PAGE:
One Decatur water sample showed a nitrate level of slightly more than the forty-five parts per million (ppm) generally accepted as safe. This was not unusual; many wells in the Sangamon valley are contaminated by nitrate seeping into the ground water from farmer's fields. What was unusual about this sample was that it had not been taken from a well but from Lake Decatur. Followup tests revealed fluctuating levels of nitrate in the Sangamon (and the lake formed by it); levels were low in the summer and fall, but rose dangerously close to the 45 ppm maximum in the spring and winter.
The problem attracted the attention of environmentalist Commoner at St. Louis' Washington University. The university's Center for the Biology of Natural Systems studied the problem in detail and confirmed what Commoner and Decatur officials had already suspected—that the source of the nitrate was the artificial fertilizers being used by the thousands of tons on the cornfields of the Sangamon watershed.
The problem first identified in the Sangamon has since turned up in California, Israel and Germany, and has become the subject of intensive study to determine exactly how much of a threat high nitrate levels in public water supplies are to human health.
Good and useful lives
The only full-length biography of the river, The Sangamon, was written by Edgar Lee Masters, author of the much-regarded Spoon River Anthology, and published in 1942 as part of Farrar & Rinehart's "Rivers of America" series. The New York Times observed that the book "meanders now and then, like the river itself, and is almost too local in spots, but it is really evocative writing, touched with a deep, filial devotion to the prairie neighborhood and its people." It's a fair description, although for all its twists and turns the Sangamon runs a straighter course from its beginning to its end than does Masters' book. Still, Masters delivered what may stand as the Sangamon's best testament:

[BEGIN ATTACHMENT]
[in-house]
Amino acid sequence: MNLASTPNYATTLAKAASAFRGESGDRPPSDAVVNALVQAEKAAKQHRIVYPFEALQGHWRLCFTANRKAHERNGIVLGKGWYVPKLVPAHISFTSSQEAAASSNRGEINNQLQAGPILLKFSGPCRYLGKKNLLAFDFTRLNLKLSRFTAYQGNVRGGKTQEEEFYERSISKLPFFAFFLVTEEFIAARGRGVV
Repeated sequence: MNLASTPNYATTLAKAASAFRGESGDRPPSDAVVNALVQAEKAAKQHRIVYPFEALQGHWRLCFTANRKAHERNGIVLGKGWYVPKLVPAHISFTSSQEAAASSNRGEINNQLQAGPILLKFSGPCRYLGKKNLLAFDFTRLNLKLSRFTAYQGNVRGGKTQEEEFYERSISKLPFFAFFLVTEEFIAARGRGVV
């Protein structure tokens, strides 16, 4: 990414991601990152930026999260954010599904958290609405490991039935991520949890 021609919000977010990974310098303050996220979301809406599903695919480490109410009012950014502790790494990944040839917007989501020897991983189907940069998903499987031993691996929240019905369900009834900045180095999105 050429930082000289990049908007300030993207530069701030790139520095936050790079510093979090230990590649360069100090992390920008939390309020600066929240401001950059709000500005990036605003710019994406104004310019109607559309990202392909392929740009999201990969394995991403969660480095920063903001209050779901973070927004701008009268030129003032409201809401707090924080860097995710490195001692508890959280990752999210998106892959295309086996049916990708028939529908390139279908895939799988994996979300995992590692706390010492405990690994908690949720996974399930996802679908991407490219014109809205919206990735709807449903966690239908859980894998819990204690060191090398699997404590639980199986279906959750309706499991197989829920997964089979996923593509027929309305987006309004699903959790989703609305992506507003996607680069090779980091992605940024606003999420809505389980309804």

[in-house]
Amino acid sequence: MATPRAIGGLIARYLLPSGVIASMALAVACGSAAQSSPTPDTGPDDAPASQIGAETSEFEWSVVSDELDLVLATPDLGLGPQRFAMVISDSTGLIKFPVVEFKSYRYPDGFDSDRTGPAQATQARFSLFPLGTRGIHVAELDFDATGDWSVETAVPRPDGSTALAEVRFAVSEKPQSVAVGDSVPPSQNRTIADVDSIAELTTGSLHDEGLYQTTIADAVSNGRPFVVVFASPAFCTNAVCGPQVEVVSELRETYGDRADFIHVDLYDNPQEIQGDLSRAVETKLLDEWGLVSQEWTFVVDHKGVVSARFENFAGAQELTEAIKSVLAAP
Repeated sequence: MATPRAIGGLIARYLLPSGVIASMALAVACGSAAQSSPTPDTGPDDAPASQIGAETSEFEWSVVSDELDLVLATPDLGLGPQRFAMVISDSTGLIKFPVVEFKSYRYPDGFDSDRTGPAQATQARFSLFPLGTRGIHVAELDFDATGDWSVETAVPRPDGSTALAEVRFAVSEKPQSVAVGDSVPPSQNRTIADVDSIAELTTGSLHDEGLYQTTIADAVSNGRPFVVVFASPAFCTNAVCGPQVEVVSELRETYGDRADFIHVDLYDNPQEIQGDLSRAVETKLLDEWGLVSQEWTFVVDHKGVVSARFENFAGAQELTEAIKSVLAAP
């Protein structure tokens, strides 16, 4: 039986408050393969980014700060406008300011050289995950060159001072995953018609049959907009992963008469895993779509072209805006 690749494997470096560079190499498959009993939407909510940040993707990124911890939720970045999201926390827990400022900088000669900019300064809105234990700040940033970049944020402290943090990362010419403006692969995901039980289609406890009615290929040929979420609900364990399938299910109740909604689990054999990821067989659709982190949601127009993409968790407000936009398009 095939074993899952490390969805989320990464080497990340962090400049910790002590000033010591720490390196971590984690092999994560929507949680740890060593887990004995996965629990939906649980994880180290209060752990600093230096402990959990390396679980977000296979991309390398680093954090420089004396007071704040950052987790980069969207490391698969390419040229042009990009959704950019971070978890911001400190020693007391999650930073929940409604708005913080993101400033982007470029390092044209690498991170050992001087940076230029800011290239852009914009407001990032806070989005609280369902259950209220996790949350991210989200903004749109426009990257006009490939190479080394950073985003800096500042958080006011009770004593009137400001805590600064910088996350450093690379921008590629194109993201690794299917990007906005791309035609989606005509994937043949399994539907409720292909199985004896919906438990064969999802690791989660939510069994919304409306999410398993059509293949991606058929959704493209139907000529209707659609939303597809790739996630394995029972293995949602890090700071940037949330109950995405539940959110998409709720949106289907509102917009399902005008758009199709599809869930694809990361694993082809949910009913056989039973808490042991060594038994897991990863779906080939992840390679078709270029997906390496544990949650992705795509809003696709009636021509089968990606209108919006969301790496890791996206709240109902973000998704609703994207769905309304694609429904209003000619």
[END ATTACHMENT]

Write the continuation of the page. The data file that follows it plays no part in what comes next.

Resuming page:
Not navigable, not noted for its commercial activity, not distinguished for majestic scenery, nor for a battle, nor for a single historic event, distinguished for nothing but for good and useful lives lived along its shores, and for the beauty of its prairies that sleep and bloom and wave their grasses to the passing wind.
There are still good and useful lives being lived along the Sangamon, and a lot that aren't much of either, all of them as varied in their character and as unpredictable in their course as the Sangamon itself. The river, of course, is indifferent to human fates. It has—for the geologic moment at least—a life of its own. □